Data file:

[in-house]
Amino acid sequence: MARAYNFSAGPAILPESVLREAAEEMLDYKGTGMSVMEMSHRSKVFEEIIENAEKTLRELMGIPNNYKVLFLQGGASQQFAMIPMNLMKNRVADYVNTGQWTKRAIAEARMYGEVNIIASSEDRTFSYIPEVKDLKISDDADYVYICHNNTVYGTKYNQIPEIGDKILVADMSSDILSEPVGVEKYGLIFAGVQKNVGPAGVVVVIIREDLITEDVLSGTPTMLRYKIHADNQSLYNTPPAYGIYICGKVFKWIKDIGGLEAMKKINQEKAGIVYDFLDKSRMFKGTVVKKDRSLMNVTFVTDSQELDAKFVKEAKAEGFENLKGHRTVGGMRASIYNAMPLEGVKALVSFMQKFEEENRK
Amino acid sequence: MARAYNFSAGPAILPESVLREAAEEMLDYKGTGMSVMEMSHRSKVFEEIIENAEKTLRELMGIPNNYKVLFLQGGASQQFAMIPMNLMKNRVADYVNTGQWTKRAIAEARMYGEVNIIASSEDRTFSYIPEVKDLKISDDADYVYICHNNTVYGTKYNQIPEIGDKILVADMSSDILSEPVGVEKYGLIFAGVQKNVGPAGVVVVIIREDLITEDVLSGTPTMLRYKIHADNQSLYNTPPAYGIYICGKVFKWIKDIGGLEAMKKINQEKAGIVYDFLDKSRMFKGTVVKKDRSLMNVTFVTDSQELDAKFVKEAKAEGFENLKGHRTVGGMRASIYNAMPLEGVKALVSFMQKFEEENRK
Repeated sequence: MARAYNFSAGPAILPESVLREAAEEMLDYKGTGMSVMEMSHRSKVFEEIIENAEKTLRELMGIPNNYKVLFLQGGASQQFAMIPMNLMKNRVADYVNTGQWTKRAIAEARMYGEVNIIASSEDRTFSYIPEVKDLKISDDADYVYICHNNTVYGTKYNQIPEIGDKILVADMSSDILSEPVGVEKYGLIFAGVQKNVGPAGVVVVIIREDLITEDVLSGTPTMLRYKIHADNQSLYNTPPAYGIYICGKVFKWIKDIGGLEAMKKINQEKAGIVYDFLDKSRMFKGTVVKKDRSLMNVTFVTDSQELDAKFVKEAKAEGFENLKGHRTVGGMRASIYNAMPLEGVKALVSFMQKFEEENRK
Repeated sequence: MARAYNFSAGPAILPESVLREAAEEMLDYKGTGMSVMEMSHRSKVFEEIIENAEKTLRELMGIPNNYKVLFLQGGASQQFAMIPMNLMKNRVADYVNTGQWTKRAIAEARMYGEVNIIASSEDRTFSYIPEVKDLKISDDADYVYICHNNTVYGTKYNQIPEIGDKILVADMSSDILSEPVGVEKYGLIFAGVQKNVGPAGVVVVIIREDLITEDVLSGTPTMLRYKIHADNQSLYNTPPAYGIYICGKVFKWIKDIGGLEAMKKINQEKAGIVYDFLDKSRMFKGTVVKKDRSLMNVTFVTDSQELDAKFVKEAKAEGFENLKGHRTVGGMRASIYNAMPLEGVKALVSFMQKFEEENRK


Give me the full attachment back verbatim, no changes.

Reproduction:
[in-house]
Amino acid sequence: MARAYNFSAGPAILPESVLREAAEEMLDYKGTGMSVMEMSHRSKVFEEIIENAEKTLRELMGIPNNYKVLFLQGGASQQFAMIPMNLMKNRVADYVNTGQWTKRAIAEARMYGEVNIIASSEDRTFSYIPEVKDLKISDDADYVYICHNNTVYGTKYNQIPEIGDKILVADMSSDILSEPVGVEKYGLIFAGVQKNVGPAGVVVVIIREDLITEDVLSGTPTMLRYKIHADNQSLYNTPPAYGIYICGKVFKWIKDIGGLEAMKKINQEKAGIVYDFLDKSRMFKGTVVKKDRSLMNVTFVTDSQELDAKFVKEAKAEGFENLKGHRTVGGMRASIYNAMPLEGVKALVSFMQKFEEENRK
Amino acid sequence: MARAYNFSAGPAILPESVLREAAEEMLDYKGTGMSVMEMSHRSKVFEEIIENAEKTLRELMGIPNNYKVLFLQGGASQQFAMIPMNLMKNRVADYVNTGQWTKRAIAEARMYGEVNIIASSEDRTFSYIPEVKDLKISDDADYVYICHNNTVYGTKYNQIPEIGDKILVADMSSDILSEPVGVEKYGLIFAGVQKNVGPAGVVVVIIREDLITEDVLSGTPTMLRYKIHADNQSLYNTPPAYGIYICGKVFKWIKDIGGLEAMKKINQEKAGIVYDFLDKSRMFKGTVVKKDRSLMNVTFVTDSQELDAKFVKEAKAEGFENLKGHRTVGGMRASIYNAMPLEGVKALVSFMQKFEEENRK
Repeated sequence: MARAYNFSAGPAILPESVLREAAEEMLDYKGTGMSVMEMSHRSKVFEEIIENAEKTLRELMGIPNNYKVLFLQGGASQQFAMIPMNLMKNRVADYVNTGQWTKRAIAEARMYGEVNIIASSEDRTFSYIPEVKDLKISDDADYVYICHNNTVYGTKYNQIPEIGDKILVADMSSDILSEPVGVEKYGLIFAGVQKNVGPAGVVVVIIREDLITEDVLSGTPTMLRYKIHADNQSLYNTPPAYGIYICGKVFKWIKDIGGLEAMKKINQEKAGIVYDFLDKSRMFKGTVVKKDRSLMNVTFVTDSQELDAKFVKEAKAEGFENLKGHRTVGGMRASIYNAMPLEGVKALVSFMQKFEEENRK
Repeated sequence: MARAYNFSAGPAILPESVLREAAEEMLDYKGTGMSVMEMSHRSKVFEEIIENAEKTLRELMGIPNNYKVLFLQGGASQQFAMIPMNLMKNRVADYVNTGQWTKRAIAEARMYGEVNIIASSEDRTFSYIPEVKDLKISDDADYVYICHNNTVYGTKYNQIPEIGDKILVADMSSDILSEPVGVEKYGLIFAGVQKNVGPAGVVVVIIREDLITEDVLSGTPTMLRYKIHADNQSLYNTPPAYGIYICGKVFKWIKDIGGLEAMKKINQEKAGIVYDFLDKSRMFKGTVVKKDRSLMNVTFVTDSQELDAKFVKEAKAEGFENLKGHRTVGGMRASIYNAMPLEGVKALVSFMQKFEEENRK